- 1 3/4 teaspoon instant yeast (i.e. yeast which does NOT need to be activated) or dried yeast (i.e. yeast which needs to be activated) (please see Kitchen Notes)
- 150 ml (1/2 cup plus 2 tablespoons) milk, warmed to blood temperature
- 2 teaspoons granulated sugar
- 350 g (2 1/3 cup) strong white bread flour
- 1/4 teaspoon fine salt
- zest of 1/2 lemon
- 1 egg, beaten
- 50 g (1/4 cup) dried apricots, chopped
- 100 g (1/2 cup) raisins
To make the dough – first proving session
- Melt the butter in a small saucepan, and leave to cool slightly.
- If you are using dried yeast, add the dried yeast and sugar to the warm milk. Leave the mixture in a warm place for about 5 minutes until it becomes frothy.
- If you are using instant yeast, you can simply add the yeast to the flour in the next step.
- Place the flour, salt, and lemon zest in the bowl of a stand mixer or in a large mixing bowl.
- Add the melted butter, yeast mixture and egg. (If you are using instant yeast, add the sugar and warm milk as well).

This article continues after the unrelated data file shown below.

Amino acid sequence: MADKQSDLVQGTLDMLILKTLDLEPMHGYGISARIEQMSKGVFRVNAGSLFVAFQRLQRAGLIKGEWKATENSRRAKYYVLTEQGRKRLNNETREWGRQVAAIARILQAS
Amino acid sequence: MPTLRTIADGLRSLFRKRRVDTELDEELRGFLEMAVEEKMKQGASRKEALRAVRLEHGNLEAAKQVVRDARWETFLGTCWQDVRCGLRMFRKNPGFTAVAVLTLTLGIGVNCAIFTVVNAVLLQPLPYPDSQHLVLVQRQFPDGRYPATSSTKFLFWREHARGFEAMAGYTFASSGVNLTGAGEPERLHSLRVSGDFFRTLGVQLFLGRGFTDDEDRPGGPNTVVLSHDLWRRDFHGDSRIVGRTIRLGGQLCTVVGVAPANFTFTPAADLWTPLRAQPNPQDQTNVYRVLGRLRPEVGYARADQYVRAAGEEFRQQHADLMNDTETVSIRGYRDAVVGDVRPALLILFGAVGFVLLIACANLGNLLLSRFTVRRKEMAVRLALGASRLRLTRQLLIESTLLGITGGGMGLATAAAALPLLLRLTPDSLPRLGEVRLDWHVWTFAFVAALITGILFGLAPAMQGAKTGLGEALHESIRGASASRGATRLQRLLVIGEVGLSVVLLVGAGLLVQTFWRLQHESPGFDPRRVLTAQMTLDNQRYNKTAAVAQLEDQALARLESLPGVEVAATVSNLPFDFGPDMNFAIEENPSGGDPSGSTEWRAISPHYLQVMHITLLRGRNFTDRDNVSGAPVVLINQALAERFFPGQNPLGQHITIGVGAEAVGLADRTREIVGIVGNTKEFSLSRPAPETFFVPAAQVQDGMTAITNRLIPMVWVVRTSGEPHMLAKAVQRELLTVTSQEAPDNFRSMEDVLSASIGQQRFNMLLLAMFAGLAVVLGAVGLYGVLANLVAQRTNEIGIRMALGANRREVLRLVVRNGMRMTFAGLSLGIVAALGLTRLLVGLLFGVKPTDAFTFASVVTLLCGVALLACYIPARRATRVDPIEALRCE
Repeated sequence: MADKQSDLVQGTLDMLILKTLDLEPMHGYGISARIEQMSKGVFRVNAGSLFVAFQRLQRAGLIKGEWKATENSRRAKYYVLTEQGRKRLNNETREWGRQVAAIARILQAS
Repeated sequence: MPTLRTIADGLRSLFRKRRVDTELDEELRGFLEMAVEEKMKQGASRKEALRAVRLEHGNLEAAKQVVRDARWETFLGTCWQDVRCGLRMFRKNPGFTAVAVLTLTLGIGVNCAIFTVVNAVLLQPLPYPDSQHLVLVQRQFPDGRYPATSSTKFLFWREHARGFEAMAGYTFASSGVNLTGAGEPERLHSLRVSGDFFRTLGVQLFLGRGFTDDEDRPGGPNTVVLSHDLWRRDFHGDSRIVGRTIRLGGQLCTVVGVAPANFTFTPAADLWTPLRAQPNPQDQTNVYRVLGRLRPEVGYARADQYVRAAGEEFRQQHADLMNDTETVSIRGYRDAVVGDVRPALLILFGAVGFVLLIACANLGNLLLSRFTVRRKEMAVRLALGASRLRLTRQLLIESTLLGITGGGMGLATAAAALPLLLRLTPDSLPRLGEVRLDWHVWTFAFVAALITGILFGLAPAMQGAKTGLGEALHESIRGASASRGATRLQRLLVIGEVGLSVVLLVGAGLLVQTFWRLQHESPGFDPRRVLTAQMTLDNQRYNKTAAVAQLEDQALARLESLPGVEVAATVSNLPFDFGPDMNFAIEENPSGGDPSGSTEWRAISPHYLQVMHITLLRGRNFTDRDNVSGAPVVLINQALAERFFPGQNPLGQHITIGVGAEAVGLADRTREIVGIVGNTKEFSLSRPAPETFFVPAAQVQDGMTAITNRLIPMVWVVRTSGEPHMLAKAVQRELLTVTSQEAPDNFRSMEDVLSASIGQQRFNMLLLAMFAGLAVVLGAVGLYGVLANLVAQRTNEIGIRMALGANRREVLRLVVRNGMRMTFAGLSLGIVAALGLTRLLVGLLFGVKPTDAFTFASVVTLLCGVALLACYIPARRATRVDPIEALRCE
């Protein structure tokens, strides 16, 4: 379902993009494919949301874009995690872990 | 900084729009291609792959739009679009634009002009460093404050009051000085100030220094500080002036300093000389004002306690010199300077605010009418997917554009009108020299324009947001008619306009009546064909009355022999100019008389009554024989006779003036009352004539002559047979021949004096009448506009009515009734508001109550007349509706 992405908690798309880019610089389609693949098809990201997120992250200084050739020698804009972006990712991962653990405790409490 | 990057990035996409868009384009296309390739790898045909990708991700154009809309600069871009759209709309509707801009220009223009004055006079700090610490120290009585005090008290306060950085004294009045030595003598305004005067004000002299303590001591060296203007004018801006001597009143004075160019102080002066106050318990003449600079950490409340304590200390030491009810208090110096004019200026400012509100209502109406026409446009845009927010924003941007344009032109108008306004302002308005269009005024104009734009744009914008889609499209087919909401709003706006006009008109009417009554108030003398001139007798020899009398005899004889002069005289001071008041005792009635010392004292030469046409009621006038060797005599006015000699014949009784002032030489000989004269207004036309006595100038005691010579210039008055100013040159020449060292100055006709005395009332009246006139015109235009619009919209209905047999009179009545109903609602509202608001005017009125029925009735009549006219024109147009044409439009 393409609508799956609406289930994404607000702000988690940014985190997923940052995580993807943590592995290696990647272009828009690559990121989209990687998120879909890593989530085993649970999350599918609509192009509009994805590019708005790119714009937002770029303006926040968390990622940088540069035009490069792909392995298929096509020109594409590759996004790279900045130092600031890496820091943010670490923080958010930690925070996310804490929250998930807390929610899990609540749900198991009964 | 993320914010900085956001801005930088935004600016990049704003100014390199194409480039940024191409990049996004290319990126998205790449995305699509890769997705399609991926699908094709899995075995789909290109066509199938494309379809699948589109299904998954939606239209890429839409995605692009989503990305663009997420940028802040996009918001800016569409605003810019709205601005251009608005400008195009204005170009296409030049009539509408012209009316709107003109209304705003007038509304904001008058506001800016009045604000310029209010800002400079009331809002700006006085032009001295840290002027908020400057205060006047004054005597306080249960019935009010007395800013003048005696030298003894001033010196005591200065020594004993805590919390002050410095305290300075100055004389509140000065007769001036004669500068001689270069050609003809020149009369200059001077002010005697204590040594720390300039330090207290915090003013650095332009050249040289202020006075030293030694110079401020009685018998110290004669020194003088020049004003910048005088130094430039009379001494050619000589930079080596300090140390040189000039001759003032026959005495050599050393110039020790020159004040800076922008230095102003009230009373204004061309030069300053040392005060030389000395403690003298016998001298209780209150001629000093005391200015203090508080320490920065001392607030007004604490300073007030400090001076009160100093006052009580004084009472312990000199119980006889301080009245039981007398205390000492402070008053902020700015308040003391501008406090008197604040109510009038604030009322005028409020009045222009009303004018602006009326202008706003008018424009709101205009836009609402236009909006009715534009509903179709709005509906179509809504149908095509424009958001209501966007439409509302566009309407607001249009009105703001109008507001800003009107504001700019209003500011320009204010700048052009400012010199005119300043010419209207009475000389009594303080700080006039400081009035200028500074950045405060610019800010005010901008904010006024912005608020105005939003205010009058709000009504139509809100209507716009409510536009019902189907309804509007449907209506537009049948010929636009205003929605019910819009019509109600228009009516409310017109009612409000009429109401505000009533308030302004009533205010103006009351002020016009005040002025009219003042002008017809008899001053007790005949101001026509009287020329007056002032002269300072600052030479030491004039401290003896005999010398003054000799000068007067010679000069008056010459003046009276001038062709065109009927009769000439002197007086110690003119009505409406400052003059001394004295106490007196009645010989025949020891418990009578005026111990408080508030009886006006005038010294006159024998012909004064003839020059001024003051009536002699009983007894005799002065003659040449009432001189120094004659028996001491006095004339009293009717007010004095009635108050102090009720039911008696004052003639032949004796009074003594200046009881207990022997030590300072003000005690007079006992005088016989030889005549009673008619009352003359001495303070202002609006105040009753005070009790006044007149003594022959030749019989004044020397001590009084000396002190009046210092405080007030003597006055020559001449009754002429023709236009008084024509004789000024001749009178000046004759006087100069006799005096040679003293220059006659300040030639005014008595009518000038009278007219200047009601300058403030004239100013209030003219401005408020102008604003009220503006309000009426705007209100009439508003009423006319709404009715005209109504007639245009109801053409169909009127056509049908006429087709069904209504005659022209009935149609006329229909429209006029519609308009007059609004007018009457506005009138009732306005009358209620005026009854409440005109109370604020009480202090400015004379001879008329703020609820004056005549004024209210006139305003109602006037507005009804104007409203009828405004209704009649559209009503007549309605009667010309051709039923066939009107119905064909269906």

- Mix everything together until the dough is smooth. This will take about 10-15 minutes using the dough hook, or a bit longer by hand.
- Lightly grease a large bowl with some butter or vegetable oil.
- Shape the dough into a ball and place it in the bowl.
- Cover the bowl with a clean teatowel and set it aside somewhere warm for about 1 hour, or until it has doubled in size.
Second proving session
- Meanwhile, soak the raisins and dried apricots in some hot water. After about 45 minutes, drain the dried fruit and dry with some kitchen paper.
- Once the dough has doubled in size, use your hands to punch it and knock it back.
- Transfer the dough to a lightly floured surface.
- Knead the dried fruit into the dough.
- Roll or flatten the dough into a rectangular shape, about the same length as your loaf pan, and about 1 cm or 1/2 inch thick.
- Roll up the dough and tuck in the ends.
- Lightly grease the loaf pan.
- Place the dough in the pan with the seam-side down.
- Cover the dough with a clean teatowel and leave the pan in a warm place for about 45 minutes or until it has doubled in size.
To bake the fruit loaf
- Preheat the oven to 200°C (400°F) (without fan).
- Place the loaf pan in the oven for about 30 minutes, or until it is lightly golden and sounds hollow when tapped on the bottom.
- Cool the loaf on a wire rack.